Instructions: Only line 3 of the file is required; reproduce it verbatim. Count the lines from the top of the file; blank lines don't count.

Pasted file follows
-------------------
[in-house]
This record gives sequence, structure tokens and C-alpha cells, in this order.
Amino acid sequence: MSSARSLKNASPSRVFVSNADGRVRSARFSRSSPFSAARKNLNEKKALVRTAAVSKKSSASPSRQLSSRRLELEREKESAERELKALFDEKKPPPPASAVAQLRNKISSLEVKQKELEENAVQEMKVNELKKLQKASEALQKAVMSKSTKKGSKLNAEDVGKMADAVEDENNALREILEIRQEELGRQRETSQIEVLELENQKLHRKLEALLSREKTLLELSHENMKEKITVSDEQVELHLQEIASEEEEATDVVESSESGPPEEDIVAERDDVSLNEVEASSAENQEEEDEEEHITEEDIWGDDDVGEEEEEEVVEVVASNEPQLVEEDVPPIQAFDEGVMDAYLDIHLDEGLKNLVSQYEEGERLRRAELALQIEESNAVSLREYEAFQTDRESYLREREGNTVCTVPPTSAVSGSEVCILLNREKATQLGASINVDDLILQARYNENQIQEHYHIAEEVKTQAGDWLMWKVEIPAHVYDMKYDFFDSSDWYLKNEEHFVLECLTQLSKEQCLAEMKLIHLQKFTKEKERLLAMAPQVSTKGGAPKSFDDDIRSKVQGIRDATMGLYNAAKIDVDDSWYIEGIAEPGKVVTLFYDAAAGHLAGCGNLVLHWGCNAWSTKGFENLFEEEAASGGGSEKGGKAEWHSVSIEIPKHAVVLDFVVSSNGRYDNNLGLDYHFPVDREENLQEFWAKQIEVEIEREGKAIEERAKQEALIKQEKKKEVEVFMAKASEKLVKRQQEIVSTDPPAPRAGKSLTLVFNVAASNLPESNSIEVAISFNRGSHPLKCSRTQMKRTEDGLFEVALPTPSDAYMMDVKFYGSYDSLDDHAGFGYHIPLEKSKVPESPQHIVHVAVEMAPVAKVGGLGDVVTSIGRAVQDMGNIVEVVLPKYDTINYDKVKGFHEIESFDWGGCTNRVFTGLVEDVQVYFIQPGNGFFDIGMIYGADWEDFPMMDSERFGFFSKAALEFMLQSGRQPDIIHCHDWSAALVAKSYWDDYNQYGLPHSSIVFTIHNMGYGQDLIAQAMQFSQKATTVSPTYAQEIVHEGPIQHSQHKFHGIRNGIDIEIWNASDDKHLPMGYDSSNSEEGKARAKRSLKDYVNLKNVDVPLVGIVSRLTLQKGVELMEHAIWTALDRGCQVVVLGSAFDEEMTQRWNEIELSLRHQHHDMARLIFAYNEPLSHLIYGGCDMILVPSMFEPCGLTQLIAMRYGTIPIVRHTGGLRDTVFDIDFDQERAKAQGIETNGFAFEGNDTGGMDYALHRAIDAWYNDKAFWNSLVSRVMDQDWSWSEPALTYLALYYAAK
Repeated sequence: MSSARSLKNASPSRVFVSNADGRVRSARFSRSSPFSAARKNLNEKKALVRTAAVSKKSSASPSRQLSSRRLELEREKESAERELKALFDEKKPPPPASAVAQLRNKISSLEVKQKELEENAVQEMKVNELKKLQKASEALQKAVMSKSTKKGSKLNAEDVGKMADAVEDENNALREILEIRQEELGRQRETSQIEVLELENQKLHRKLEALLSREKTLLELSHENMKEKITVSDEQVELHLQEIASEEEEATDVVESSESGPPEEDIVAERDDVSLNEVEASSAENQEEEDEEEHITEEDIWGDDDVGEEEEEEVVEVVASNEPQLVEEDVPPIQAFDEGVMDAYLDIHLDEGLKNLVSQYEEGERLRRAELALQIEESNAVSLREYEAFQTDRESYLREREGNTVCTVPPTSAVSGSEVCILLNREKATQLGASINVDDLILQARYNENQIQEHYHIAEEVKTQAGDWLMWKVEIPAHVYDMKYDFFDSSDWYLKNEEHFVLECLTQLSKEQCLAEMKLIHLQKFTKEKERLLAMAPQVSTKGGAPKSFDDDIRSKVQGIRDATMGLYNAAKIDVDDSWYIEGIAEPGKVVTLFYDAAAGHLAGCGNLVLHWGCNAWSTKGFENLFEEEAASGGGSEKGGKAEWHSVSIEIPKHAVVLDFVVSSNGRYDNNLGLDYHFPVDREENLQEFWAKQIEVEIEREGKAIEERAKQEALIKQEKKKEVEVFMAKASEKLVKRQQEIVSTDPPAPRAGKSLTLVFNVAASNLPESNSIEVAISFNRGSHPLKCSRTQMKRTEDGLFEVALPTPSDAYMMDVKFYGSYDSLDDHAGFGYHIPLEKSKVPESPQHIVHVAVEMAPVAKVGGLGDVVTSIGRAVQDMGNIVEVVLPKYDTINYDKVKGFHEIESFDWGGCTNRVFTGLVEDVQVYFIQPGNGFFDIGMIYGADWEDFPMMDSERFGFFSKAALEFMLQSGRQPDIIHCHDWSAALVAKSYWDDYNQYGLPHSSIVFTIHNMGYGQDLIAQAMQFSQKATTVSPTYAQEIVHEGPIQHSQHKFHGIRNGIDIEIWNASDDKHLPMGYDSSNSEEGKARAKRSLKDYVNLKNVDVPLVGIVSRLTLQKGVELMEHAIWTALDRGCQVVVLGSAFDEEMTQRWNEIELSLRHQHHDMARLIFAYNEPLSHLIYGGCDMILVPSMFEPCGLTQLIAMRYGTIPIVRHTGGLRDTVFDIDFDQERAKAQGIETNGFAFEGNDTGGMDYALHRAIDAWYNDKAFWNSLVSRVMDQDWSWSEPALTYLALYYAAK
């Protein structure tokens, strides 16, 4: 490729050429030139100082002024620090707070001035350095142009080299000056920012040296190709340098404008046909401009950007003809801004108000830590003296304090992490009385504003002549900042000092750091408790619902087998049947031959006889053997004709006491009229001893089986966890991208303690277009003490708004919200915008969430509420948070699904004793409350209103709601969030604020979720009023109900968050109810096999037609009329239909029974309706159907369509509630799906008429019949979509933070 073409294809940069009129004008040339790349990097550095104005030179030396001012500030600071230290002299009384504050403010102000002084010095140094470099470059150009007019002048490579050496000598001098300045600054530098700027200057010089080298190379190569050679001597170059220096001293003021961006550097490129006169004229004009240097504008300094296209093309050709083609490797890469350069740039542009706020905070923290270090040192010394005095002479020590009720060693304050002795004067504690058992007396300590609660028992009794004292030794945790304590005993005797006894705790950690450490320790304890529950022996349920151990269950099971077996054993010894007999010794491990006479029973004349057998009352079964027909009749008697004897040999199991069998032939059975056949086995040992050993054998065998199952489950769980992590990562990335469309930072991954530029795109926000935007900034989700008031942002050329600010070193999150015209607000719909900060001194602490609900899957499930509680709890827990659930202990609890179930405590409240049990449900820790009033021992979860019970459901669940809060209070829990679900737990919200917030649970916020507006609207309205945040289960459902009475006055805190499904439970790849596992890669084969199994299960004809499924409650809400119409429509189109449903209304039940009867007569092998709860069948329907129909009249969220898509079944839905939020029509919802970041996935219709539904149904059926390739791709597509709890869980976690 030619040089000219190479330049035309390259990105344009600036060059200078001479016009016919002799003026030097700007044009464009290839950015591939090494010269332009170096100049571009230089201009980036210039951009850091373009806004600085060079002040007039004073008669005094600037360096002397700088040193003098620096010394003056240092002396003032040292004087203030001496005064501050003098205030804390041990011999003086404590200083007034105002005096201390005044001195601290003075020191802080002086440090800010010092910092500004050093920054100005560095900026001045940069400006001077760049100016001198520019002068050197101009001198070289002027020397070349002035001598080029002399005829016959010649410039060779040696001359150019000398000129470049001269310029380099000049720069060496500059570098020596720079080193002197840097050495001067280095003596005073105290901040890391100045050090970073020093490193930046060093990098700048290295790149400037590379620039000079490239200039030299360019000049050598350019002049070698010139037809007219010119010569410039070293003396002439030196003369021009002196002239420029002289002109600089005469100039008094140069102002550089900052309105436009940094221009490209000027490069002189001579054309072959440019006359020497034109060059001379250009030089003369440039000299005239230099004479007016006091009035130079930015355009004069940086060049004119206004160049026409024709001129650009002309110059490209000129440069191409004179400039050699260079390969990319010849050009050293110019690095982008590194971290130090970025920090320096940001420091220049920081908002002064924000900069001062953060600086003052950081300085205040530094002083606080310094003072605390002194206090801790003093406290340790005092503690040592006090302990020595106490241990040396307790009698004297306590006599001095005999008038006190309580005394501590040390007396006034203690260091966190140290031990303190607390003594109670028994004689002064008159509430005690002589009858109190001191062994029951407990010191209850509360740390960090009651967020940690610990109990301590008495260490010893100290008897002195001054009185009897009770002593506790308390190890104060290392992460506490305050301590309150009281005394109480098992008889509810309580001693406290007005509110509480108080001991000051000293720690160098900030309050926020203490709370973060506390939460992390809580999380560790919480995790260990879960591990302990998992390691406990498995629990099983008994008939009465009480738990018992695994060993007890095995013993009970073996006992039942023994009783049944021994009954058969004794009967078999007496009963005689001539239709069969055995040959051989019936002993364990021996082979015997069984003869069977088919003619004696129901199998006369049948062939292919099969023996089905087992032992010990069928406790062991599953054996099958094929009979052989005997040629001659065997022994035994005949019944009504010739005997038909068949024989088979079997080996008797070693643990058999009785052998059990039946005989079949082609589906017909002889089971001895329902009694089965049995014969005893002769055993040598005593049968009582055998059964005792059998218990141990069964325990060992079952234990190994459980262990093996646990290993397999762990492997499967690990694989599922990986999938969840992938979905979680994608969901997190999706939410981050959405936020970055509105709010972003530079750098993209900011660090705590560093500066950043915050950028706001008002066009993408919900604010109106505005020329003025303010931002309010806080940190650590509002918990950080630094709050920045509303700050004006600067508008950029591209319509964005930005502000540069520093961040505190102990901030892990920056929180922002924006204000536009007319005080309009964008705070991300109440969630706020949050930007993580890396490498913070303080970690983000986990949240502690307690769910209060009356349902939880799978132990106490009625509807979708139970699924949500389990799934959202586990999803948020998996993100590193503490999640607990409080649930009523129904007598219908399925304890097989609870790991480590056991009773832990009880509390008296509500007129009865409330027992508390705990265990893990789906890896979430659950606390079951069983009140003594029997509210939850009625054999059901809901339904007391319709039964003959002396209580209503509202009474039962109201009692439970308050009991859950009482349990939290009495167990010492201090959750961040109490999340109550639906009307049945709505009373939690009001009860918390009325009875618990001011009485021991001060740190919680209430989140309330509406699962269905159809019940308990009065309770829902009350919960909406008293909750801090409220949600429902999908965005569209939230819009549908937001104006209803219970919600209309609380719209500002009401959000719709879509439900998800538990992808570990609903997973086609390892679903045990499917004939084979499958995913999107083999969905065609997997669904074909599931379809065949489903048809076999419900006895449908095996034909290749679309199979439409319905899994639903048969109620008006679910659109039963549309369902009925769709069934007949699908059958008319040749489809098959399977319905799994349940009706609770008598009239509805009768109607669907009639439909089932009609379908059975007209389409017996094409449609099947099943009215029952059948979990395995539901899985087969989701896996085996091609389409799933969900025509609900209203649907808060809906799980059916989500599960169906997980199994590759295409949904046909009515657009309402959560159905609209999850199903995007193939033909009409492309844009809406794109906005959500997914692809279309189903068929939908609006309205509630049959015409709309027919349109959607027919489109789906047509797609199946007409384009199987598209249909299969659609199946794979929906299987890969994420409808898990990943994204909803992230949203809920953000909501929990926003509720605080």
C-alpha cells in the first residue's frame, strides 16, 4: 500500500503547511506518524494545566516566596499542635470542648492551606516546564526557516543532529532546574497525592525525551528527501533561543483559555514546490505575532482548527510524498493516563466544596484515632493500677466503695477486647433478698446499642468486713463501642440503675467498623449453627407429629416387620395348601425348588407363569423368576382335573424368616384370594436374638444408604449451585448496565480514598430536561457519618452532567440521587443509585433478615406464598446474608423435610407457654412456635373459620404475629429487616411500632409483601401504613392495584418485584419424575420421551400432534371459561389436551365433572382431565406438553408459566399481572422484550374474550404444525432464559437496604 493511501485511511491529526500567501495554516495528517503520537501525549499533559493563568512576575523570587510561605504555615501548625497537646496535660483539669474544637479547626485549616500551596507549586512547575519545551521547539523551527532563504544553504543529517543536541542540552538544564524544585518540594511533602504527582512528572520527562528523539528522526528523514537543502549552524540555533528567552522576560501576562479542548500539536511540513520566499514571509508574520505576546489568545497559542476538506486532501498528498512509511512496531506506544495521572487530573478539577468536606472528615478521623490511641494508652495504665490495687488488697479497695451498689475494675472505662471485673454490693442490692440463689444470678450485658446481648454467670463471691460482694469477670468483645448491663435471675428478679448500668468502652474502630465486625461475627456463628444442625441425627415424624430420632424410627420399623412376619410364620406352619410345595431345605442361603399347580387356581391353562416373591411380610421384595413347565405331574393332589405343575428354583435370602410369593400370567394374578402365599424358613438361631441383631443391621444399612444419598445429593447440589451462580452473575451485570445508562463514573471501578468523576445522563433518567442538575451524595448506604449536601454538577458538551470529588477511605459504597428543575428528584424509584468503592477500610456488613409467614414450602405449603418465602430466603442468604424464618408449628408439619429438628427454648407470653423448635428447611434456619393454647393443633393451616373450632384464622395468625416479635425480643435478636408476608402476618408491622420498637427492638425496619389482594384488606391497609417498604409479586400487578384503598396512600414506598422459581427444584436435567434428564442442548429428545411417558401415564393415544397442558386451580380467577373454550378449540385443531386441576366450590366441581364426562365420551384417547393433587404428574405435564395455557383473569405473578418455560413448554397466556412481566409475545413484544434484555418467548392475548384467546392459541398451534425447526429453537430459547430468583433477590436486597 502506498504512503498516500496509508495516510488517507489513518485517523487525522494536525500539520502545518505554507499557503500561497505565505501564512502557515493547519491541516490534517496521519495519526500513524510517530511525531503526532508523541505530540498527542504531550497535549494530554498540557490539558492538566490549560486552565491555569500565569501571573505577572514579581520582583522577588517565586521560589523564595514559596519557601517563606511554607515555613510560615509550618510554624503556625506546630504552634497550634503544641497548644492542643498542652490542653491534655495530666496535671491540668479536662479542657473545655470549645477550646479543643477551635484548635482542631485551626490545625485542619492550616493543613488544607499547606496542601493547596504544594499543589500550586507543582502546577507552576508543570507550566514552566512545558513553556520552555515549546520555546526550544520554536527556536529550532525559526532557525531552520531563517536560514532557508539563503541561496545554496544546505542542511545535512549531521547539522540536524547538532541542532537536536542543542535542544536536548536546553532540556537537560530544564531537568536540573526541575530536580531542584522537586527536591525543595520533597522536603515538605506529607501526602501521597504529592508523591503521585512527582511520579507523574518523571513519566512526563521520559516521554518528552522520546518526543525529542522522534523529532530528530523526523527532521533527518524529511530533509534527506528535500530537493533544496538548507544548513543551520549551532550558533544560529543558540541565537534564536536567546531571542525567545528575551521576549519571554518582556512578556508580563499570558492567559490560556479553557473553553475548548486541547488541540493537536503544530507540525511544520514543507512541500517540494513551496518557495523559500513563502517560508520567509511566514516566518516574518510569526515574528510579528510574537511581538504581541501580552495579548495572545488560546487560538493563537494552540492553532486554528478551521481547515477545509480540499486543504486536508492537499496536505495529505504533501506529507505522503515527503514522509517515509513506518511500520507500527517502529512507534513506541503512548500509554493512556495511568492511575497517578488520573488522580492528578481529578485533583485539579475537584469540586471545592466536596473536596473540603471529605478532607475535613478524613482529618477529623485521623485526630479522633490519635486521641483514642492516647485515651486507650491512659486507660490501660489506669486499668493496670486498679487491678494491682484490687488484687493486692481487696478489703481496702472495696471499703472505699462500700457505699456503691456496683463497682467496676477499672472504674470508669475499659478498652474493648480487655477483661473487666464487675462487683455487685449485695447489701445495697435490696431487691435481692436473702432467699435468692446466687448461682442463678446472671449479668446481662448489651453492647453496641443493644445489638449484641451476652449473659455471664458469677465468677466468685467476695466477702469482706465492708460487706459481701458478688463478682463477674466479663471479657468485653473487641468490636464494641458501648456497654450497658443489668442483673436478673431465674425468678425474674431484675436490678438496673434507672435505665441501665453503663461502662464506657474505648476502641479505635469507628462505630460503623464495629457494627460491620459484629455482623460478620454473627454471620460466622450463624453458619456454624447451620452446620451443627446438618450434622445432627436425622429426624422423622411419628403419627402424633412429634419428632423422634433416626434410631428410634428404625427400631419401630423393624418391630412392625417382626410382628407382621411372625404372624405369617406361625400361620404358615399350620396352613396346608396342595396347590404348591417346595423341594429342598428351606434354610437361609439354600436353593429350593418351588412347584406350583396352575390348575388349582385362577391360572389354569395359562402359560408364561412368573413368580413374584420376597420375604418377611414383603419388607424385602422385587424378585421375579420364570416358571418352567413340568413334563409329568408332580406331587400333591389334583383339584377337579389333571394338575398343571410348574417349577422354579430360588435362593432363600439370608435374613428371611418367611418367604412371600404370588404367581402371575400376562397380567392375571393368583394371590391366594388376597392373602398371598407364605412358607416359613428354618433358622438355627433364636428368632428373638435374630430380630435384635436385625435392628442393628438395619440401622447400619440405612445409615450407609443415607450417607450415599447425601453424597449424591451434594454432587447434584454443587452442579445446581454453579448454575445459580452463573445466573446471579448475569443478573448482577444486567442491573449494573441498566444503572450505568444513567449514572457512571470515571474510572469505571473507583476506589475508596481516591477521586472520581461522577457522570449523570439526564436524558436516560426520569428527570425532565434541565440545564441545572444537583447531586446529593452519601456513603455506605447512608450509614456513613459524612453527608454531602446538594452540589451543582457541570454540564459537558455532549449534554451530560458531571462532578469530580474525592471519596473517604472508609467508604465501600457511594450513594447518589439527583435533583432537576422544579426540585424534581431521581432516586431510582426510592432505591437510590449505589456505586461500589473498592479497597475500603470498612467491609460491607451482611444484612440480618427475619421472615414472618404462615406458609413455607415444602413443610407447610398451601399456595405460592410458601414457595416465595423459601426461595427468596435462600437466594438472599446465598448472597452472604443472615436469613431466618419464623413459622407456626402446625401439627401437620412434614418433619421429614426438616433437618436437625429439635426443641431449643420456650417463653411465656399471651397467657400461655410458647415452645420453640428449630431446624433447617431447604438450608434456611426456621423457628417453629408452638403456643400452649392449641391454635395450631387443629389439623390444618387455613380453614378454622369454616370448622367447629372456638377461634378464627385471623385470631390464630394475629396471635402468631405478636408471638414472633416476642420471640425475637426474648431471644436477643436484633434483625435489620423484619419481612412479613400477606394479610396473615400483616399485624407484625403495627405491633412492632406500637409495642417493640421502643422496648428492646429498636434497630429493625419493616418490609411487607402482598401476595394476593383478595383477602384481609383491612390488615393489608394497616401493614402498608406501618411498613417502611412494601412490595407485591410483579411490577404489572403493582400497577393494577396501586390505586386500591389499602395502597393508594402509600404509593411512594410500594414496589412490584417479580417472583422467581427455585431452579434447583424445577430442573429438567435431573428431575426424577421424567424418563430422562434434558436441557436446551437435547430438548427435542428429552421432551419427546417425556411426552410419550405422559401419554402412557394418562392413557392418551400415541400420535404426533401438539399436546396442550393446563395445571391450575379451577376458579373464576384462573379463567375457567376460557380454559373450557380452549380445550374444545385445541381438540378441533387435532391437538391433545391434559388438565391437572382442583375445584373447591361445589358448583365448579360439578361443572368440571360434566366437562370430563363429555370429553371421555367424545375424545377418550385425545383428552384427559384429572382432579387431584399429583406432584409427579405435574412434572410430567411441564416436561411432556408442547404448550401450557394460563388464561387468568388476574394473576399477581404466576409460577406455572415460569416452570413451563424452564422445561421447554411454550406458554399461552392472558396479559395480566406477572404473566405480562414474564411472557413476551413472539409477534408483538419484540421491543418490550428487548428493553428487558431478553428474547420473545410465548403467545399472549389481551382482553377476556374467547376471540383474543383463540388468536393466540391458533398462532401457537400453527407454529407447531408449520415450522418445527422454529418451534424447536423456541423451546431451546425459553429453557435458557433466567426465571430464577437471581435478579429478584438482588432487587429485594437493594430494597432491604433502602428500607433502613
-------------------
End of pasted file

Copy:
Amino acid sequence: MSSARSLKNASPSRVFVSNADGRVRSARFSRSSPFSAARKNLNEKKALVRTAAVSKKSSASPSRQLSSRRLELEREKESAERELKALFDEKKPPPPASAVAQLRNKISSLEVKQKELEENAVQEMKVNELKKLQKASEALQKAVMSKSTKKGSKLNAEDVGKMADAVEDENNALREILEIRQEELGRQRETSQIEVLELENQKLHRKLEALLSREKTLLELSHENMKEKITVSDEQVELHLQEIASEEEEATDVVESSESGPPEEDIVAERDDVSLNEVEASSAENQEEEDEEEHITEEDIWGDDDVGEEEEEEVVEVVASNEPQLVEEDVPPIQAFDEGVMDAYLDIHLDEGLKNLVSQYEEGERLRRAELALQIEESNAVSLREYEAFQTDRESYLREREGNTVCTVPPTSAVSGSEVCILLNREKATQLGASINVDDLILQARYNENQIQEHYHIAEEVKTQAGDWLMWKVEIPAHVYDMKYDFFDSSDWYLKNEEHFVLECLTQLSKEQCLAEMKLIHLQKFTKEKERLLAMAPQVSTKGGAPKSFDDDIRSKVQGIRDATMGLYNAAKIDVDDSWYIEGIAEPGKVVTLFYDAAAGHLAGCGNLVLHWGCNAWSTKGFENLFEEEAASGGGSEKGGKAEWHSVSIEIPKHAVVLDFVVSSNGRYDNNLGLDYHFPVDREENLQEFWAKQIEVEIEREGKAIEERAKQEALIKQEKKKEVEVFMAKASEKLVKRQQEIVSTDPPAPRAGKSLTLVFNVAASNLPESNSIEVAISFNRGSHPLKCSRTQMKRTEDGLFEVALPTPSDAYMMDVKFYGSYDSLDDHAGFGYHIPLEKSKVPESPQHIVHVAVEMAPVAKVGGLGDVVTSIGRAVQDMGNIVEVVLPKYDTINYDKVKGFHEIESFDWGGCTNRVFTGLVEDVQVYFIQPGNGFFDIGMIYGADWEDFPMMDSERFGFFSKAALEFMLQSGRQPDIIHCHDWSAALVAKSYWDDYNQYGLPHSSIVFTIHNMGYGQDLIAQAMQFSQKATTVSPTYAQEIVHEGPIQHSQHKFHGIRNGIDIEIWNASDDKHLPMGYDSSNSEEGKARAKRSLKDYVNLKNVDVPLVGIVSRLTLQKGVELMEHAIWTALDRGCQVVVLGSAFDEEMTQRWNEIELSLRHQHHDMARLIFAYNEPLSHLIYGGCDMILVPSMFEPCGLTQLIAMRYGTIPIVRHTGGLRDTVFDIDFDQERAKAQGIETNGFAFEGNDTGGMDYALHRAIDAWYNDKAFWNSLVSRVMDQDWSWSEPALTYLALYYAAK